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Jewel in the Mud: Zen Musings Kindle Edition
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"Enlightenment Now: The Case for Reason, Science, Humanism, and Progress"
Is the world really falling apart? Is the ideal of progress obsolete? Cognitive scientist and public intellectual Steven Pinker urges us to step back from the gory headlines and prophecies of doom, and instead, follow the data: In seventy-five jaw-dropping graphs, Pinker shows that life, health, prosperity, safety, peace, knowledge, and happiness are on the rise. Learn more
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allow me a minute to explain the title.
Science says our bodies are mostly minerals and water. Combine the two and you get mud. the jewel is the mind. however the jewel must be faceted before it expresses its true beauty.
practicing Zen and other mental training allows your true nature to shine into the world.
Zen isnt about sitting in painful positions. it doesn't matter what position you sit in. its ALL ABOUT TRAINING YOUR MIND!
Through her words I must say that Ms Kent is closer to enlightenment (Kensho, Satori, or Nirvana) than many of the Zen masters I have known over the last 50 years.
If you get only two things from this book i would suggest they be the following.
Week 2 "It doesn't matter what other people think do or say." as long as you are doing the best you can and you respect yourself. Other people's thoughts about you are irrelevant.
Page 37 "Rule your mind or it will rule you"
if you can only get one thing out of this book. This should be it!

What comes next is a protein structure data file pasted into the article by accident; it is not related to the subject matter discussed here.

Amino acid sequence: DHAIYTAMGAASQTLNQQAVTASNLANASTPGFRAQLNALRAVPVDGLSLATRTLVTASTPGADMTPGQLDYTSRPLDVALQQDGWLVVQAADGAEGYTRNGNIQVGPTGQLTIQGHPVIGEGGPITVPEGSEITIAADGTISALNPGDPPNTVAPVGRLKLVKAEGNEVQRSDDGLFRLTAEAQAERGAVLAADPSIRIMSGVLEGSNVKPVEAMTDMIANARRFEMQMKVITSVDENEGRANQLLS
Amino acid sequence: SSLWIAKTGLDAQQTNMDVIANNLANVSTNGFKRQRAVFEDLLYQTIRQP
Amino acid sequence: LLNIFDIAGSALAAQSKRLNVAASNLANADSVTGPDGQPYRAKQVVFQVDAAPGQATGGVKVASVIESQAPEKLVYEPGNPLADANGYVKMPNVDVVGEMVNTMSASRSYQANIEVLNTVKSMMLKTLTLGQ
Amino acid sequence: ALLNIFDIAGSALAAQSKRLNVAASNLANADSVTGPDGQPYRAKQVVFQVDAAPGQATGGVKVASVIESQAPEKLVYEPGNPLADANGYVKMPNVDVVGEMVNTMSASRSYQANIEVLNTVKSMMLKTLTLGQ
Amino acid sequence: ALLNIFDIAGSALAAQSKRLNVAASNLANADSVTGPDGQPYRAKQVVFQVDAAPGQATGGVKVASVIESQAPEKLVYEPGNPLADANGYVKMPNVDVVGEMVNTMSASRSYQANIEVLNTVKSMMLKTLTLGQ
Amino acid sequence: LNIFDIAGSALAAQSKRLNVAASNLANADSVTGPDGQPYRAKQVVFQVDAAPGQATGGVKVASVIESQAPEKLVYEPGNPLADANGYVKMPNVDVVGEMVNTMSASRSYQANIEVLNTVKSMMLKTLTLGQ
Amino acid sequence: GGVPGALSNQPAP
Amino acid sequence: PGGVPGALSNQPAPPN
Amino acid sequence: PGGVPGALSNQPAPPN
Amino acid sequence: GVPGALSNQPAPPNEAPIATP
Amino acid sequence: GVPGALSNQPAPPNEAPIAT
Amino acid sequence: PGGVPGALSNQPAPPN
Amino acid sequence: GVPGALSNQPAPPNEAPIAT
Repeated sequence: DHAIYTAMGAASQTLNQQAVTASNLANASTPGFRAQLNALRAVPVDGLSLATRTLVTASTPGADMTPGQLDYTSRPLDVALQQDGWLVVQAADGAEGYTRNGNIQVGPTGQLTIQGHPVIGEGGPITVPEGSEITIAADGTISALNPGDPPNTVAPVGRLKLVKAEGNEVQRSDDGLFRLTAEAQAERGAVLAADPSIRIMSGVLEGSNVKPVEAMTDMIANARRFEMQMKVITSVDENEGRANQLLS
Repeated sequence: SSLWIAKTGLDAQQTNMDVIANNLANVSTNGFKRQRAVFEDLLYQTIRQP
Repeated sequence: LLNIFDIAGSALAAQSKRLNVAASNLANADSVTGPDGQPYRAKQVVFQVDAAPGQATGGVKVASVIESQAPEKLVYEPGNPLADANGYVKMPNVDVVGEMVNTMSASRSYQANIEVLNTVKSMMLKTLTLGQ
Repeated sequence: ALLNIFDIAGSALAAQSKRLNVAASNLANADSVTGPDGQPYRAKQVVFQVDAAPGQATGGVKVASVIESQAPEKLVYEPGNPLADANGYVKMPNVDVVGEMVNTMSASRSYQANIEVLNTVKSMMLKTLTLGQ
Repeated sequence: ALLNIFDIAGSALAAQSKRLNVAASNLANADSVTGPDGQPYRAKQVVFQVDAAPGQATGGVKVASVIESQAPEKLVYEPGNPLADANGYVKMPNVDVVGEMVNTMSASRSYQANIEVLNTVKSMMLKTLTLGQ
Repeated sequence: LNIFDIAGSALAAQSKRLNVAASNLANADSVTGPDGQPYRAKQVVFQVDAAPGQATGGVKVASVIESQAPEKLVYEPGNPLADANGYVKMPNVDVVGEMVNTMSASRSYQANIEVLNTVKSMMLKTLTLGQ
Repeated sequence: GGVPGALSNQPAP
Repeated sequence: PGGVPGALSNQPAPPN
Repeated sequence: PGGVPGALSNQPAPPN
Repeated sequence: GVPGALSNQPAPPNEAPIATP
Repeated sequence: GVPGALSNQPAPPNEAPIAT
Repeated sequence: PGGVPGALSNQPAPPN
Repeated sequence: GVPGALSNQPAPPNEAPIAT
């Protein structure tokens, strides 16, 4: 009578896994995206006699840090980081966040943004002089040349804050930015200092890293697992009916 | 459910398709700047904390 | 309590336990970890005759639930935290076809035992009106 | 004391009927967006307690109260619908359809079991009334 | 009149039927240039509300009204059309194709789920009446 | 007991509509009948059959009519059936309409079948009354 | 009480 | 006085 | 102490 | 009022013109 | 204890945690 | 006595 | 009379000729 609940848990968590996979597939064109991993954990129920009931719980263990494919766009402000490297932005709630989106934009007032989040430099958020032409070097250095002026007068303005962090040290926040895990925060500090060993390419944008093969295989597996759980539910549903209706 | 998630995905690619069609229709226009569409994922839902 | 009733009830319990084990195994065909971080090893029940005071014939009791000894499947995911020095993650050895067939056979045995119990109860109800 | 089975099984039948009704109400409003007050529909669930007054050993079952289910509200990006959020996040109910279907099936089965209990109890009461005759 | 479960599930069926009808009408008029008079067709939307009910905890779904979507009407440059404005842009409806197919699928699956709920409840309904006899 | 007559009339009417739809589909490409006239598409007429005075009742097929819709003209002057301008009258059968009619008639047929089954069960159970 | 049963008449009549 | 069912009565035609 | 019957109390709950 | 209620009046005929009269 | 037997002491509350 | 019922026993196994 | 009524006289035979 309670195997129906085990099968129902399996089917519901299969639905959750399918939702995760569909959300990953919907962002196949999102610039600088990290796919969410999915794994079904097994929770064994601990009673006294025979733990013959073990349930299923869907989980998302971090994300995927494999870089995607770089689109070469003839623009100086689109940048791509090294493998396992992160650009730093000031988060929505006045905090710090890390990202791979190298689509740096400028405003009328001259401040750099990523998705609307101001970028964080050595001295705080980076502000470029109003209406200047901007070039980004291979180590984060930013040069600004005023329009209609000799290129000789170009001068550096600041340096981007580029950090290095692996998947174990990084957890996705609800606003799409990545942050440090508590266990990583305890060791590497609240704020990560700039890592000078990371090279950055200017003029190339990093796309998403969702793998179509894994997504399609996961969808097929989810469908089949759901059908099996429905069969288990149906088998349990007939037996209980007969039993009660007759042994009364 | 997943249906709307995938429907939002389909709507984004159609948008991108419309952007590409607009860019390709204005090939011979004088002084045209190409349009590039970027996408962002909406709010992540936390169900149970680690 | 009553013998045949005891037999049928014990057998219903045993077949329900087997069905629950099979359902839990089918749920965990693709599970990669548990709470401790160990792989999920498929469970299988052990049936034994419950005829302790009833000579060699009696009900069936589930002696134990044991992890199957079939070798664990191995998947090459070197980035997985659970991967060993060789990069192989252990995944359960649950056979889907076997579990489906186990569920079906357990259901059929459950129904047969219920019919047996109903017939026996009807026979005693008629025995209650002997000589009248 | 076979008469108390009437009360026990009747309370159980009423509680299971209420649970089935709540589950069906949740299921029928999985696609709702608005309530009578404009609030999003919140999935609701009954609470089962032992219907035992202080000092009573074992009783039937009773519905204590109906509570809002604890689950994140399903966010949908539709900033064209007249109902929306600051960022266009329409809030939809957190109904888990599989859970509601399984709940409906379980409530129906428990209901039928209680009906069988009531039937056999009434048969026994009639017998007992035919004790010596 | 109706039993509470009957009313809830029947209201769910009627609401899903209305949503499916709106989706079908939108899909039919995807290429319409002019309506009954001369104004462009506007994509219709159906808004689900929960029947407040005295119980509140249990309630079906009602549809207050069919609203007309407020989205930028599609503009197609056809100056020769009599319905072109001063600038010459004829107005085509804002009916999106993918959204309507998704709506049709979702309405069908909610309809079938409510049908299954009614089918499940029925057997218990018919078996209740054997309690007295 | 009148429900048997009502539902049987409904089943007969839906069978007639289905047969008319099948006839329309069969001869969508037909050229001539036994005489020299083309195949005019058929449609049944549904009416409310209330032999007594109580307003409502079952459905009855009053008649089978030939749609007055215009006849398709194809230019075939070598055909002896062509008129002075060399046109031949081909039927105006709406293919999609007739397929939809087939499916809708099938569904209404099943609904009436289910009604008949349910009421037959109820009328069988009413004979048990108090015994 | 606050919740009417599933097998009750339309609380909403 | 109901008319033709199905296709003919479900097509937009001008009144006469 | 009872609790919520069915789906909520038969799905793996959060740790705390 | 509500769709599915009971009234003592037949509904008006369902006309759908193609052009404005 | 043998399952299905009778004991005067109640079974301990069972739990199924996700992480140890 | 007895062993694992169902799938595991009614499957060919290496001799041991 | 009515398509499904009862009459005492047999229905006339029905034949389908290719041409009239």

I am of the opinion that practicing mindfulness in your daily life is far more important than practicing Zazen once a day.
in the beginning it will be difficult to stay mindful for even a minute at a time. when you catch yourself dwelling on the past or plans for the future gently bring yourself back to the present.
I had been practicing Zen for 35 years and I still wasn't happy with my level of of enlightenment.
then I read Kristen Zambucka (SP) the "Ana Ana trilogy "
in this book she gave me one hint that is like Buddhist Mindfulness on steroids!
the simple hint was "Think of your mind as a garden."
it means to plant good thoughts, and rip out the bad ones. So I was mindful of my thoughts, and when I realized I was thinking bad thoughts I pulled myself out of it and thought several things such as gratitude I have enough to meet my needs, I have good friends in my life, that I'm healthy, thankful it isnt too cold or raining.
it doesn't matter what those good thoughts are or you can think of only one or two good thoughts or you can think of 50 good thoughts.
the whole idea is to get out of that habit of negative self talk going around and around in circles.
I practiced pulling up bad thoughts and replacing them with good thoughts, and in 5-6 months ; all of that negative chatter fell away and my true nature started to shine through.
Not sure if I realized Kensho or Satori. but I definitely reached the mental state Buddhists call the state of no mind. In Zen Training: Methods and Philosophy" The masterpiece by Katsuki Sekida. He calls this state "Forgetting the Ox". he described training the mind as if your mind as a willful and unruly ox. Many Zen teachers refer to the untrained mind as the monkey mind. because it is always jumping from thought to thought instead of being in the present.
there are a lot of Good Zen books out there. I have about 30-40 of them.
in my opinion you should have at Least the following three books in your Zen library.
"Jewel In The Mud" Harmony Kent
"Taking The Path Of Zen" Robert Aitken
These two books will offer great mental training and start thinking from a different point of view.
OF COURSE ANY ZEN LIBRARY IS INCOMPLETE WITHOUT
"Zen Training: Methods And Philosophy" Katsuki Sekida
I called Katsuki Sekida's book a masterpiece because it is. It is almost like having your own Zen Master in a book that you can read and re read until you get it.
This book conveys the importance of reflection and speaks to a diverse list of areas to reflect upon. At the start of this new year, this 52-week guide is a great book to start the new year fresh by reflecting on its weekly messages. Overall, I highly recommend this book to anyone looking for emotional, mental, and spiritual contemplation, improvement and purpose.